The inquiry’s counsel produced letters sent to the RUC in 1997 by human rights groups, a United Nations official and an MP claiming Mrs Nelson was being intimidated by police.
Sir Ronnie said he had no recollection of the letters and denied the correspondence would necessarily have been shown to him.
The inquiry then saw police documents — written after the IRA murder of RUC officers John Graham and David Johnston in Lurgan in June 1997 and the arrest of Mrs Nelson’s client Colin Duffy — that accused Mrs Nelson of running a “PR machine” for Duffy.
Sir Ronnie said he did not recall seeing such documentation, or files by officers claiming Mrs Nelson was helping the IRA.
“I certainly did not consider Mrs Nelson to be a terrorist,” said Sir Ronnie. On the level of threat Mrs Nelson may have faced from loyalist paramilitaries, Sir Ronnie revealed: “We never had any intelligence to suggest an attack on Mrs Nelson.
“I have never ever been given any intelligence to support that she was likely to be attacked in the way that sadly took her life.”
Sir Ronnie confirmed that he discussed Mrs Nelson’s safety with a senior officer for the Lurgan area. A decision was made to have police monitor her home and business as a precaution, but they decided not to have a crime prevention officer speak to the solicitor.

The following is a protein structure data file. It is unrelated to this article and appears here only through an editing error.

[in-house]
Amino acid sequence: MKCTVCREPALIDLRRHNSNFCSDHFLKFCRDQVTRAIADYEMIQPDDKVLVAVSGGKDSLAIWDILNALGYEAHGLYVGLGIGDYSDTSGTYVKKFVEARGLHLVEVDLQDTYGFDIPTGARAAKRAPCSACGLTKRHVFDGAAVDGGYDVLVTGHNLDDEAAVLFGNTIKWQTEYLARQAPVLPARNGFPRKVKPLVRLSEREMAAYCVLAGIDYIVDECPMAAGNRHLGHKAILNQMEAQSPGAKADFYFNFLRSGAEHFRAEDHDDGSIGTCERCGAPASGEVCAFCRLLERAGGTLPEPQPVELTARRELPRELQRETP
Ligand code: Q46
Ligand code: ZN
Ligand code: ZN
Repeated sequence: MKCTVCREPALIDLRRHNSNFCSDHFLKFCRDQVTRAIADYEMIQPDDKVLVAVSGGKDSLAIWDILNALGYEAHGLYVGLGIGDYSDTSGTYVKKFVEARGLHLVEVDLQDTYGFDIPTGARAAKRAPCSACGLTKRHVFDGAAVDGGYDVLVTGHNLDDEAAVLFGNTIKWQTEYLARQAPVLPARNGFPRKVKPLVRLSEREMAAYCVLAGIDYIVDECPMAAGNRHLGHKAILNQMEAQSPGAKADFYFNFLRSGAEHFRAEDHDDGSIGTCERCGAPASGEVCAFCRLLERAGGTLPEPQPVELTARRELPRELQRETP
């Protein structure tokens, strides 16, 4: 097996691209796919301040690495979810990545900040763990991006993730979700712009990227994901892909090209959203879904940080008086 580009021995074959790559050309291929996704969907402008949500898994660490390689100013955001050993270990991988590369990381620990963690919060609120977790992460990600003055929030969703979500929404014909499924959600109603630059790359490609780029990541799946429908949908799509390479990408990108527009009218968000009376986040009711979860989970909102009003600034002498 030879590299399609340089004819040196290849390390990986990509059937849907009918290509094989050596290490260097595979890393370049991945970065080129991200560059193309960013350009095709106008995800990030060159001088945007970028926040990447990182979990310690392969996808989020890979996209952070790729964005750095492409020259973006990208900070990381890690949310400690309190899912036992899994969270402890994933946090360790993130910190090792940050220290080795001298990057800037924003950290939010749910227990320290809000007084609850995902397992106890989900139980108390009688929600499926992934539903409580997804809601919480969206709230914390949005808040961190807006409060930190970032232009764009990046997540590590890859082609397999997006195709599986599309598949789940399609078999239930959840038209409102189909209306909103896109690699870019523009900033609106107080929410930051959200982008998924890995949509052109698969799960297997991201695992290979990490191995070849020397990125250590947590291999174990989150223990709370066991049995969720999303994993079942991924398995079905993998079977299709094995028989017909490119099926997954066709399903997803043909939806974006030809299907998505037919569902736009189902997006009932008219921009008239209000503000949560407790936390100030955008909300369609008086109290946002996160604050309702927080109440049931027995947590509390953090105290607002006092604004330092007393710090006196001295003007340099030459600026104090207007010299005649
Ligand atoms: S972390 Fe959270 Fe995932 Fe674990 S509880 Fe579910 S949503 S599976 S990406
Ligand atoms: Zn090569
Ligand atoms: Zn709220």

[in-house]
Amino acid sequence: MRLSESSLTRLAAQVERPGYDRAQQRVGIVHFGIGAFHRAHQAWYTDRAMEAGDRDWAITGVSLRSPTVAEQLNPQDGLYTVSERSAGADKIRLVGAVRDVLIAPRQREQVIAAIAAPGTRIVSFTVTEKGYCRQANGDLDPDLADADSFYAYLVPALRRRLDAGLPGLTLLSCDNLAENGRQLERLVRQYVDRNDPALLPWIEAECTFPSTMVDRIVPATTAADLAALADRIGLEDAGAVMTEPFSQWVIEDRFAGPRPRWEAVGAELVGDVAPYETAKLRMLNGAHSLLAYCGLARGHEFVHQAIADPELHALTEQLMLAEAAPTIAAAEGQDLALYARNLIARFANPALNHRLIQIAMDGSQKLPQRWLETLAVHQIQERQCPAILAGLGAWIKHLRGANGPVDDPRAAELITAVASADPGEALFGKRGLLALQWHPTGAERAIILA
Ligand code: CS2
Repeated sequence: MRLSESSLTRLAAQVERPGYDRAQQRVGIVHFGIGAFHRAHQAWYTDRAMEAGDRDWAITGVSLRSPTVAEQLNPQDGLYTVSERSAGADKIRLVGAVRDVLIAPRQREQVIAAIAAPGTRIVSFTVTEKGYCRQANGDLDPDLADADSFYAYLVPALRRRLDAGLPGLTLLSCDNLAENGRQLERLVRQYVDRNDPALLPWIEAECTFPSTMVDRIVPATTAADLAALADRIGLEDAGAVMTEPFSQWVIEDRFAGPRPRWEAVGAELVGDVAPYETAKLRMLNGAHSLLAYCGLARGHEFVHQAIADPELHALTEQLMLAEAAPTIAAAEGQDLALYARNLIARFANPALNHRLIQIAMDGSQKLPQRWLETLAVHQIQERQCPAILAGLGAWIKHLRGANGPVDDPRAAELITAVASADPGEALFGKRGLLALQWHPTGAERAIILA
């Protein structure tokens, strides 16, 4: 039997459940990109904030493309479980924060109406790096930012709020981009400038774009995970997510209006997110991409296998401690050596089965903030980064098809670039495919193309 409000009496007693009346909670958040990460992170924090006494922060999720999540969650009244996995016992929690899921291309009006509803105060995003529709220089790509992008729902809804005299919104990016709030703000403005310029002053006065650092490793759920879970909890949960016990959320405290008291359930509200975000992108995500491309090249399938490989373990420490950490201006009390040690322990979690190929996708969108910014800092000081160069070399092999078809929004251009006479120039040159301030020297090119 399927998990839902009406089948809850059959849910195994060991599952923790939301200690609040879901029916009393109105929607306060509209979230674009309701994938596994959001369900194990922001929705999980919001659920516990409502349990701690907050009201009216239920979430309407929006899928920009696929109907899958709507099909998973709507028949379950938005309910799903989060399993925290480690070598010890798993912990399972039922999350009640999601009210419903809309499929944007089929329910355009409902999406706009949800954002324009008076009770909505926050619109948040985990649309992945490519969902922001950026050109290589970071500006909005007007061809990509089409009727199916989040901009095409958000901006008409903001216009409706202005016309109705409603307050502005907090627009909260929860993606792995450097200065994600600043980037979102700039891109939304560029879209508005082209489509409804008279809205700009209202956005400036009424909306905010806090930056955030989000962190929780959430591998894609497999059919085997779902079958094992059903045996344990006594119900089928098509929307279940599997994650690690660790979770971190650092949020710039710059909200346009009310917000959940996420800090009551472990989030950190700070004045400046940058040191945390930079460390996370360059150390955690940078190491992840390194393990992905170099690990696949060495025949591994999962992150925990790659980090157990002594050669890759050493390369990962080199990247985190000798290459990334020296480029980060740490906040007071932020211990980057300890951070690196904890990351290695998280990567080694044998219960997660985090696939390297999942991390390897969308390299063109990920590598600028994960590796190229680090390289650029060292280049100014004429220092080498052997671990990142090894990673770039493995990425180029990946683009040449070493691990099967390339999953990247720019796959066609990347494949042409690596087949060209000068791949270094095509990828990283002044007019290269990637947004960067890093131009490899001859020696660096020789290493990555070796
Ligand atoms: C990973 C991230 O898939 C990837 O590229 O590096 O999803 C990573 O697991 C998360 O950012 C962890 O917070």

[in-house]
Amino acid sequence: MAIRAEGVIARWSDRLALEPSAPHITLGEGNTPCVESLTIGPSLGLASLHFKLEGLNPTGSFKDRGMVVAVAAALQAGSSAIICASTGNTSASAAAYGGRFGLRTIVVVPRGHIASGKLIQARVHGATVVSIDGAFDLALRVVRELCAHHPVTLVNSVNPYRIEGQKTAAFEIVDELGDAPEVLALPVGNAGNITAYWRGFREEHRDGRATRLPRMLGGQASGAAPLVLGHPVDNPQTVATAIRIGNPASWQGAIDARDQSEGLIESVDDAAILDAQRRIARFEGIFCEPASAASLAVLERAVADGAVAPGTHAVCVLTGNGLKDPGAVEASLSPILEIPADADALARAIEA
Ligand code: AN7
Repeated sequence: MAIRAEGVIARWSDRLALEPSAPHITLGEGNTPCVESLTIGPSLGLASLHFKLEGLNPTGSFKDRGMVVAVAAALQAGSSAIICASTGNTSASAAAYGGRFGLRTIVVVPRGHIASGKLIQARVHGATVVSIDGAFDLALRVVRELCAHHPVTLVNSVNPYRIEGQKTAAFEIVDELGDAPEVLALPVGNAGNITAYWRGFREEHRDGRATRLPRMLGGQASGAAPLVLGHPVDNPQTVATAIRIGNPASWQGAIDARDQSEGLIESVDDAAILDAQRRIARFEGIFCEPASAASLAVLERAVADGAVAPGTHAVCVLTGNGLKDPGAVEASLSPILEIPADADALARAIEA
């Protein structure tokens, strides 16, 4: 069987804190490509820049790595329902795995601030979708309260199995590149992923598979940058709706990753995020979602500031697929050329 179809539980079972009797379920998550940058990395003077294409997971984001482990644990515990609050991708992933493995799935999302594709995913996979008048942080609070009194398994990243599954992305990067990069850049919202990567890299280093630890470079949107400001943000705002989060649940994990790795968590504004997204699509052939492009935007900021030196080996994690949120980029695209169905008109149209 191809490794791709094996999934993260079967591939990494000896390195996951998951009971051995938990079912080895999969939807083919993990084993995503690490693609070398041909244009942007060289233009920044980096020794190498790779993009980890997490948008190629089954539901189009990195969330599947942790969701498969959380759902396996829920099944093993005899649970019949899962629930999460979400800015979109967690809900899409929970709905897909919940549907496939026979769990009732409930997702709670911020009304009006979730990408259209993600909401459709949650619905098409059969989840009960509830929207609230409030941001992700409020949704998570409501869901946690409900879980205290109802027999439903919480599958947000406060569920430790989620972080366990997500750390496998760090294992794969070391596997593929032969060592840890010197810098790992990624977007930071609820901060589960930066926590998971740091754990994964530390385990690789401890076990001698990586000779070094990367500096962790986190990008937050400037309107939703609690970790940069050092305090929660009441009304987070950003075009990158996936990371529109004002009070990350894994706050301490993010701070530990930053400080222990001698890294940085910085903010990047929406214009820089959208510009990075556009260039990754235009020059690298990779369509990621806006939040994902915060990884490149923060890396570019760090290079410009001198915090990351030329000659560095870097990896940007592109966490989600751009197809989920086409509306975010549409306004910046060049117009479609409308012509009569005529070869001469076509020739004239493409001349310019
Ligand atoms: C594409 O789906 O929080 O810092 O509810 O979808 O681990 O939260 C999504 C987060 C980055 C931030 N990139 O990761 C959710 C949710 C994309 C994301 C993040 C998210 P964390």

A Special Branch document which Sir Ronnie said he had never seen claimed Mrs Nelson was close to the republican movement and was seen locally as a supporter.
It added: “It is therefore my assessment, in the absence of any threat, that she would be known to loyalist paramilitaries in this area and would be at a degree of risk while working and residing in this area.”
The inquiry heard UN official, Param Cumaraswamy, met the then chief constable and another senior officer in late 1997 while researching a report covering threats to solicitors. The inquiry was shown two sets of notes from the meeting taken separately by RUC and UN staff.